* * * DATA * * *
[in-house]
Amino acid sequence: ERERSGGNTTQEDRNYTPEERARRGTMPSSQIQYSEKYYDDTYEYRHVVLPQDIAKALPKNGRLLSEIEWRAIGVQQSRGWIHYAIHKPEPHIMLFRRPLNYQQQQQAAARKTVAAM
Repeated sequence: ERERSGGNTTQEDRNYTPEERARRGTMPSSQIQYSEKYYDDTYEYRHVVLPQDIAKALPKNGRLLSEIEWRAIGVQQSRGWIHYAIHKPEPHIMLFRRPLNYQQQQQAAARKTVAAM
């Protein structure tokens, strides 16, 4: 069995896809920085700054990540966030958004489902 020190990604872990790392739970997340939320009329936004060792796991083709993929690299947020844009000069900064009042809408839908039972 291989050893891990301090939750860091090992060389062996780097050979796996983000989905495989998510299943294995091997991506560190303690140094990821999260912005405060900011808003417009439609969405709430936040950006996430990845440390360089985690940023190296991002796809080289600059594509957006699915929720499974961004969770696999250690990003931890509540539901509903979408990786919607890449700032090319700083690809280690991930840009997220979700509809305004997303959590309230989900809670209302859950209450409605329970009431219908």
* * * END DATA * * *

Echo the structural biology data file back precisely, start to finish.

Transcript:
[in-house]
Amino acid sequence: ERERSGGNTTQEDRNYTPEERARRGTMPSSQIQYSEKYYDDTYEYRHVVLPQDIAKALPKNGRLLSEIEWRAIGVQQSRGWIHYAIHKPEPHIMLFRRPLNYQQQQQAAARKTVAAM
Repeated sequence: ERERSGGNTTQEDRNYTPEERARRGTMPSSQIQYSEKYYDDTYEYRHVVLPQDIAKALPKNGRLLSEIEWRAIGVQQSRGWIHYAIHKPEPHIMLFRRPLNYQQQQQAAARKTVAAM
């Protein structure tokens, strides 16, 4: 069995896809920085700054990540966030958004489902 020190990604872990790392739970997340939320009329936004060792796991083709993929690299947020844009000069900064009042809408839908039972 291989050893891990301090939750860091090992060389062996780097050979796996983000989905495989998510299943294995091997991506560190303690140094990821999260912005405060900011808003417009439609969405709430936040950006996430990845440390360089985690940023190296991002796809080289600059594509957006699915929720499974961004969770696999250690990003931890509540539901509903979408990786919607890449700032090319700083690809280690991930840009997220979700509809305004997303959590309230989900809670209302859950209450409605329970009431219908």